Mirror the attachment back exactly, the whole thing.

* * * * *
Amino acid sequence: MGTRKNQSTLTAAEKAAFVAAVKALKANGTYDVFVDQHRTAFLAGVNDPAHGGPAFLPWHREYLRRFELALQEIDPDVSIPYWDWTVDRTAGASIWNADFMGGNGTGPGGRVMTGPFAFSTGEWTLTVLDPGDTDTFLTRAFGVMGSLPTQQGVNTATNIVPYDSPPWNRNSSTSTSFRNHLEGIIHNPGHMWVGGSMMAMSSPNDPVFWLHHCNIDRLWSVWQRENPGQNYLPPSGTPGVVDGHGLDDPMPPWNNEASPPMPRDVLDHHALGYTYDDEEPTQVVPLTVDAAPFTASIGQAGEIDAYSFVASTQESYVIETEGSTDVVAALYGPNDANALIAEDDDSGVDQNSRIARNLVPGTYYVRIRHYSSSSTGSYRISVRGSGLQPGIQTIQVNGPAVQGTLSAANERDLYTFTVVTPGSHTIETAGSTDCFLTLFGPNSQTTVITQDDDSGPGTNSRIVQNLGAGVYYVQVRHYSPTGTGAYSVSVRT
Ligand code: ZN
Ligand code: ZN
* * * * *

Amino acid sequence: MGTRKNQSTLTAAEKAAFVAAVKALKANGTYDVFVDQHRTAFLAGVNDPAHGGPAFLPWHREYLRRFELALQEIDPDVSIPYWDWTVDRTAGASIWNADFMGGNGTGPGGRVMTGPFAFSTGEWTLTVLDPGDTDTFLTRAFGVMGSLPTQQGVNTATNIVPYDSPPWNRNSSTSTSFRNHLEGIIHNPGHMWVGGSMMAMSSPNDPVFWLHHCNIDRLWSVWQRENPGQNYLPPSGTPGVVDGHGLDDPMPPWNNEASPPMPRDVLDHHALGYTYDDEEPTQVVPLTVDAAPFTASIGQAGEIDAYSFVASTQESYVIETEGSTDVVAALYGPNDANALIAEDDDSGVDQNSRIARNLVPGTYYVRIRHYSSSSTGSYRISVRGSGLQPGIQTIQVNGPAVQGTLSAANERDLYTFTVVTPGSHTIETAGSTDCFLTLFGPNSQTTVITQDDDSGPGTNSRIVQNLGAGVYYVQVRHYSPTGTGAYSVSVRT
Ligand code: ZN
Ligand code: ZN